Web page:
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  • Writer's pictureDr. Anthony Lilles

Prayer and Action in the Night of Freedom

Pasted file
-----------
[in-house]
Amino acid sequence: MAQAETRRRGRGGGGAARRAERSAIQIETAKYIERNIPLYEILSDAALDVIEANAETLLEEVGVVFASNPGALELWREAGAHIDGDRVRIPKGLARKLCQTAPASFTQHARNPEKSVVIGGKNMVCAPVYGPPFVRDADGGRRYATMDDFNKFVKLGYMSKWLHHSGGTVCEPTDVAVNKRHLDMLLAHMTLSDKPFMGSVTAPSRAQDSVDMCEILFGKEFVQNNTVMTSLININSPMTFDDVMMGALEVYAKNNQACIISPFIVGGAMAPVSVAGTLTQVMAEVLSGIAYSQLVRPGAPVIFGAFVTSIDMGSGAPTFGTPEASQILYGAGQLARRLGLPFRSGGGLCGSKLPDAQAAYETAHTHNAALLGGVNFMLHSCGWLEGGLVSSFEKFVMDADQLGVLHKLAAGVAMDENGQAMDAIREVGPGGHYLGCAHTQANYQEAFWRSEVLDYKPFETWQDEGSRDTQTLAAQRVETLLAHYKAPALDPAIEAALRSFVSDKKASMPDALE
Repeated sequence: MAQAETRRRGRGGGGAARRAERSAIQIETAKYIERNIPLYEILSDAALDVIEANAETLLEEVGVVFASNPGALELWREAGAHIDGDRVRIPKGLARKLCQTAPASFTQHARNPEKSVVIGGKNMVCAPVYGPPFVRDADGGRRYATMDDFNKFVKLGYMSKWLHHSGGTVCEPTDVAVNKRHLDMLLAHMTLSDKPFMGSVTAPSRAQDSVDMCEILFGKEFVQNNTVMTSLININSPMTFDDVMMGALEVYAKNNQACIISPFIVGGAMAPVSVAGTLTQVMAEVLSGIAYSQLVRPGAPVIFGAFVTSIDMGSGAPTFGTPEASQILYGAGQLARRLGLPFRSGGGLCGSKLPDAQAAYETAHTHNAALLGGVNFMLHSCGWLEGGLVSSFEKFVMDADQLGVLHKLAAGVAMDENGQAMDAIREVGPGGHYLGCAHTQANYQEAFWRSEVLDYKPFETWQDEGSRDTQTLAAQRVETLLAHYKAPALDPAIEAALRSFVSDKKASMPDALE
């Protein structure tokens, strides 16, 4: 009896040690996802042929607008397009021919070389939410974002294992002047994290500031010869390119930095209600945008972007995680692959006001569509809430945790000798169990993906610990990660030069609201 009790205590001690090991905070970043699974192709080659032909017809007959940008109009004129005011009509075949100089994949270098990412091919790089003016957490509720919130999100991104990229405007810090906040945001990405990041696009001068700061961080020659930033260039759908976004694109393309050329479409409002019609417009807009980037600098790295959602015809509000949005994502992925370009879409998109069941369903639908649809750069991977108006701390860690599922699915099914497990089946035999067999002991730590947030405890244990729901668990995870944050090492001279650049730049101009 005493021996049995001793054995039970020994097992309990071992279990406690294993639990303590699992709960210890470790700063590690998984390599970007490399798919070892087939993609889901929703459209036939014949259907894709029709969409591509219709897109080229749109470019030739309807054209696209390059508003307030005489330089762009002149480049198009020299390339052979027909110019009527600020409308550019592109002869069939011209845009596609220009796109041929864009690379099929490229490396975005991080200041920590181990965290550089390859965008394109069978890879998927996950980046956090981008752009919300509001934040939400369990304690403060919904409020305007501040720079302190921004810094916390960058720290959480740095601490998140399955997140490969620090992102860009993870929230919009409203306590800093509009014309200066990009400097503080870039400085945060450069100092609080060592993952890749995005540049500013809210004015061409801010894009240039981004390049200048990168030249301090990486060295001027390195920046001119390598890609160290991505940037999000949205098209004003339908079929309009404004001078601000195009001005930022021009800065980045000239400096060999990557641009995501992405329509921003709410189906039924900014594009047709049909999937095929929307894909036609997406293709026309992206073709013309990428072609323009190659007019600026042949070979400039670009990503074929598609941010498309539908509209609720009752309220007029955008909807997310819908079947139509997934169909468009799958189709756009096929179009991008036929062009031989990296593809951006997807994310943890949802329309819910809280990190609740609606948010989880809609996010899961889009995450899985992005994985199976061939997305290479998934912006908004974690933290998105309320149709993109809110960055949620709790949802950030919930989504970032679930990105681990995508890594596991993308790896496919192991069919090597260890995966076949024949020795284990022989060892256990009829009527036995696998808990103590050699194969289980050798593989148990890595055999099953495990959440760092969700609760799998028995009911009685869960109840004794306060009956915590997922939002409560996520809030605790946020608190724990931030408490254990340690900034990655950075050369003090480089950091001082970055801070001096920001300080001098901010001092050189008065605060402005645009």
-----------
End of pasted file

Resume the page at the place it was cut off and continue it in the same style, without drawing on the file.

The Catholic Bishops have asked us in these days leading up to July 4 to pray for our most cherished freedom - religious freedom. This is freedom not only to go to Church and pray, but also to provide works of service and love to the vulnerable in society, to tell the truth about human dignity and the sanctity of life to governmental powers and commercial interests who tend to treat persons as merely the means to an end rather than an end in themselves, and to share the Gospel of Christ in the public square. This great freedom is not free and from childhood we learned songs about fighting through the night for what is most sacred about our way of life. So this Fortnight of prayer is a kind of battle, an expression of opposition to those who would try to prevent us from rendering unto God what belongs to Him alone. In this world, the religious liberty that belongs to humanity is always threatened. Every generation must speak out and struggle for its right to serve God anew—or what is holy in humanity is lost. While making our political voices heard is essential in this struggle, this sacred civic freedom is only truly protected by learning to pray in true spiritual freedom. For indeed, our struggle is never really against human foes but spiritual ones against whose tactics and stratagems Christ has promised victory. In this struggle for freedom, every threat can become by our prayer and love the revelation of the glory of God. In this Fortnight of Freedom, the Lord invites us into a beautiful night of spiritual freedom, a true interior liberty St. John of the Cross describes as a search for God in a dark night. For those under trial, burdened by extra projects and afflicted with all kinds of discouragement, St. John of the Cross teaches that the Lord is at work in secret, hidden ways accomplishing something that we do not understand. He describes this unseen work as producing spiritual freedom. True freedom he has in mind is the ability to love when we do not feel loved, the ability to appreciate when we do not feel appreciated, the ability to understand when we do not feel understood. St. John of the Cross is suggesting that trials become beautiful when we allow the Lord to teach us this kind of freedom. This kind of freedom of heart is so precious, so sacred because it is precisely with this same divine freedom that God loves us. If this is the case, we can call our struggles and difficulties and hardships a Night of Freedom, and our greatest contribution to America during this Fortnight of Freedom is to keep the light of our faith by prayer and action burning bright.

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